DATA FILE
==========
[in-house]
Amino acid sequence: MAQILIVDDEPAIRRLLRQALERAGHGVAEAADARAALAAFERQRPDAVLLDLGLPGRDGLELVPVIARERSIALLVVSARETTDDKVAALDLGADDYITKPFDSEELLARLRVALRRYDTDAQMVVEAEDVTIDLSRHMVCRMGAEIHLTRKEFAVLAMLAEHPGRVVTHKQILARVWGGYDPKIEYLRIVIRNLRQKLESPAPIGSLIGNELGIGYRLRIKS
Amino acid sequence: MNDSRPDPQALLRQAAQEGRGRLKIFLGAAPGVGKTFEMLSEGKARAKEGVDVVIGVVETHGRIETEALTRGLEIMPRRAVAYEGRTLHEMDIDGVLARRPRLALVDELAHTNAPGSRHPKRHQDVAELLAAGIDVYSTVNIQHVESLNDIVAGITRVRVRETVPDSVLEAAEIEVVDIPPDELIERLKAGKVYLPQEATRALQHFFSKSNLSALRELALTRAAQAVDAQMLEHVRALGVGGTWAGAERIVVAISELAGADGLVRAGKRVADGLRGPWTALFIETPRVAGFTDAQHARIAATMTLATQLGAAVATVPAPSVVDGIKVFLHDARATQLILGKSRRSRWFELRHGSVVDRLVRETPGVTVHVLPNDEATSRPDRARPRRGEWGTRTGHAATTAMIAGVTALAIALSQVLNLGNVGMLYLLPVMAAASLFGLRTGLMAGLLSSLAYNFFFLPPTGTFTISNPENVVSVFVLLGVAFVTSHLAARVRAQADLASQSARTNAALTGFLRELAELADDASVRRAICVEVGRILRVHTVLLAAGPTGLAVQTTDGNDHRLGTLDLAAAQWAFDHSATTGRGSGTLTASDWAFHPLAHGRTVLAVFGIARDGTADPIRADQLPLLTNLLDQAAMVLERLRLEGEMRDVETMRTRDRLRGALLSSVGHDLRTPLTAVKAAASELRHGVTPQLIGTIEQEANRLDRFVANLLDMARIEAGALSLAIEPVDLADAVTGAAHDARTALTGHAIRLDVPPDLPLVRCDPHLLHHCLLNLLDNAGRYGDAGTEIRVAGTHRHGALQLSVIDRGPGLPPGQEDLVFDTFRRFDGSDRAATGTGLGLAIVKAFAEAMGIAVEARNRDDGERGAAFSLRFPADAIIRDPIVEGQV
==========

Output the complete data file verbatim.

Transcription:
[in-house]
Amino acid sequence: MAQILIVDDEPAIRRLLRQALERAGHGVAEAADARAALAAFERQRPDAVLLDLGLPGRDGLELVPVIARERSIALLVVSARETTDDKVAALDLGADDYITKPFDSEELLARLRVALRRYDTDAQMVVEAEDVTIDLSRHMVCRMGAEIHLTRKEFAVLAMLAEHPGRVVTHKQILARVWGGYDPKIEYLRIVIRNLRQKLESPAPIGSLIGNELGIGYRLRIKS
Amino acid sequence: MNDSRPDPQALLRQAAQEGRGRLKIFLGAAPGVGKTFEMLSEGKARAKEGVDVVIGVVETHGRIETEALTRGLEIMPRRAVAYEGRTLHEMDIDGVLARRPRLALVDELAHTNAPGSRHPKRHQDVAELLAAGIDVYSTVNIQHVESLNDIVAGITRVRVRETVPDSVLEAAEIEVVDIPPDELIERLKAGKVYLPQEATRALQHFFSKSNLSALRELALTRAAQAVDAQMLEHVRALGVGGTWAGAERIVVAISELAGADGLVRAGKRVADGLRGPWTALFIETPRVAGFTDAQHARIAATMTLATQLGAAVATVPAPSVVDGIKVFLHDARATQLILGKSRRSRWFELRHGSVVDRLVRETPGVTVHVLPNDEATSRPDRARPRRGEWGTRTGHAATTAMIAGVTALAIALSQVLNLGNVGMLYLLPVMAAASLFGLRTGLMAGLLSSLAYNFFFLPPTGTFTISNPENVVSVFVLLGVAFVTSHLAARVRAQADLASQSARTNAALTGFLRELAELADDASVRRAICVEVGRILRVHTVLLAAGPTGLAVQTTDGNDHRLGTLDLAAAQWAFDHSATTGRGSGTLTASDWAFHPLAHGRTVLAVFGIARDGTADPIRADQLPLLTNLLDQAAMVLERLRLEGEMRDVETMRTRDRLRGALLSSVGHDLRTPLTAVKAAASELRHGVTPQLIGTIEQEANRLDRFVANLLDMARIEAGALSLAIEPVDLADAVTGAAHDARTALTGHAIRLDVPPDLPLVRCDPHLLHHCLLNLLDNAGRYGDAGTEIRVAGTHRHGALQLSVIDRGPGLPPGQEDLVFDTFRRFDGSDRAATGTGLGLAIVKAFAEAMGIAVEARNRDDGERGAAFSLRFPADAIIRDPIVEGQV